noun
7.
the act of or an instance of scrubbing
See also scrub round
Word Origin
C14: from Middle Low German schrubben, or Middle Dutch schrobben

scrub2

/skrʌb/
noun
1.
  1. vegetation consisting of stunted trees, bushes, and other plants growing in an arid area
  2. (as modifier) scrub vegetation
2.
an area of arid land covered with such vegetation
3.
  1. an animal of inferior breeding or condition
  2. (as modifier) a scrub bull
4.
a small or insignificant person
5.
anything stunted or inferior
6.
(sport, US & Canadian) a player not in the first team
7.
(Austral, informal) the scrub, a remote place, esp one where contact with people can be avoided
adjective
8.
small, stunted, or inferior
9.
(sport, US & Canadian)
  1. (of a player) not in the first team
  2. (of a team) composed of such players
  3. (of a contest) between scratch or incomplete teams
Word Origin
C16: variation of shrub1
Collins English Dictionary - Complete & Unabridged 2012 Digital Edition
© William Collins Sons & Co. Ltd. 1979, 1986 © HarperCollins
Publishers 1998, 2000, 2003, 2005, 2006, 2007, 2009, 2012
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Word Origin and History for scrubbed

scrub

v.

"rub hard," early 15c., earlier shrubben (c.1300), perhaps from Middle Dutch or Middle Low German schrubben "to scrub," or from an unrecorded Old English cognate, or from a Scandinavian source (cf. Danish skrubbe "to scrub"), probably ultimately from the Proto-Germanic root of shrub, used as a cleaning tool (cf. the evolution of broom, brush (n.1)).

Meaning "to cancel" is attested from 1828 (popularized during World War II with reference to flights), probably from notion of "to rub out, erase" an entry on a listing. Related: Scrubbed; scrubbing.

n.

late 14c., "low, stunted tree," variant of shrobbe (see shrub), perhaps influenced by a Scandinavian word (cf. Danish dialectal skrub "a stunted tree, brushwood"). Collective sense "brush, shrubs" is attested from 1805. As an adjective from 1710. Scrub oak recorded from 1766.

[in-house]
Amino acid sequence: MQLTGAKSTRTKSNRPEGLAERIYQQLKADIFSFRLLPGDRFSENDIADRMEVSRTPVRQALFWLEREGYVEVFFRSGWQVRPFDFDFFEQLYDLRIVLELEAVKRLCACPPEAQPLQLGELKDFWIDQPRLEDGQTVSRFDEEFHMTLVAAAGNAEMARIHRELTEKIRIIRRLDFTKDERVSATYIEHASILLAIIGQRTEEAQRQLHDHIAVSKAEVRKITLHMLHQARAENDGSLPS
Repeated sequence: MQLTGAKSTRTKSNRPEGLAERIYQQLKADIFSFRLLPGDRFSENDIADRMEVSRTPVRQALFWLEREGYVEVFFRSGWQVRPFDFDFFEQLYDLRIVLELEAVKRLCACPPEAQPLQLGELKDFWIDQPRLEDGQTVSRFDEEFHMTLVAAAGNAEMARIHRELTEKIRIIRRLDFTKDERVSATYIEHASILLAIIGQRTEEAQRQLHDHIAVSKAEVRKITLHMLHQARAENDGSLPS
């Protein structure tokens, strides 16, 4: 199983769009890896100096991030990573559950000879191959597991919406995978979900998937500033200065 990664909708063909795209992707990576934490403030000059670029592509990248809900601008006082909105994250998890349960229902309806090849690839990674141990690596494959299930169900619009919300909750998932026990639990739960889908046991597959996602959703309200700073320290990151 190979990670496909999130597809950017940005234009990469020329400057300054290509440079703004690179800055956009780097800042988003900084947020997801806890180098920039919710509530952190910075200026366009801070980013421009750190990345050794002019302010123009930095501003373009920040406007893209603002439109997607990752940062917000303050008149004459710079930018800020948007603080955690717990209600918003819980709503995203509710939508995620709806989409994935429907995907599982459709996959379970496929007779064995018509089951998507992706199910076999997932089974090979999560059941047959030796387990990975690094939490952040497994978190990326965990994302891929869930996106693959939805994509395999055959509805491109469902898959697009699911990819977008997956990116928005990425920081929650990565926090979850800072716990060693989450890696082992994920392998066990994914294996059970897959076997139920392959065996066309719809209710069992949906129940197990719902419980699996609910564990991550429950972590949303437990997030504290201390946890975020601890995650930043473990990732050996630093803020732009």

Transferred sense of "mean, insignificant fellow" is from 1580s; U.S. sports meaning "athlete not on the varsity team" is recorded from 1892, probably from this, but cf. scrub "hard-working servant, drudge" (1709), perhaps from influence of scrub (v.).

"act of scrubbing," 1620s, from scrub (v.). Meaning "thing that is used in scrubbing" is from 1680s.

Online Etymology Dictionary, © 2010 Douglas Harper
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Slang definitions & phrases for scrubbed

scrub 1

verb

To cancel or eliminate: They were forced to scrub the whole plan

[1828+; popularized by military use during World War II]


scrub 2

noun
  1. A contemptible person; bum: Ed is a scrub (1589+)
  2. An athlete who is not on the first or varsity team; a lowly substitute (1892+)

[ultimately fr scrub, ''shrub, a low, stunted tree''; the quoted 1990s teenager use is an interesting survival or perhaps a revival based on the second sense]


The Dictionary of American Slang, Fourth Edition by Barbara Ann Kipfer, PhD. and Robert L. Chapman, Ph.D.
Copyright (C) 2007 by HarperCollins Publishers.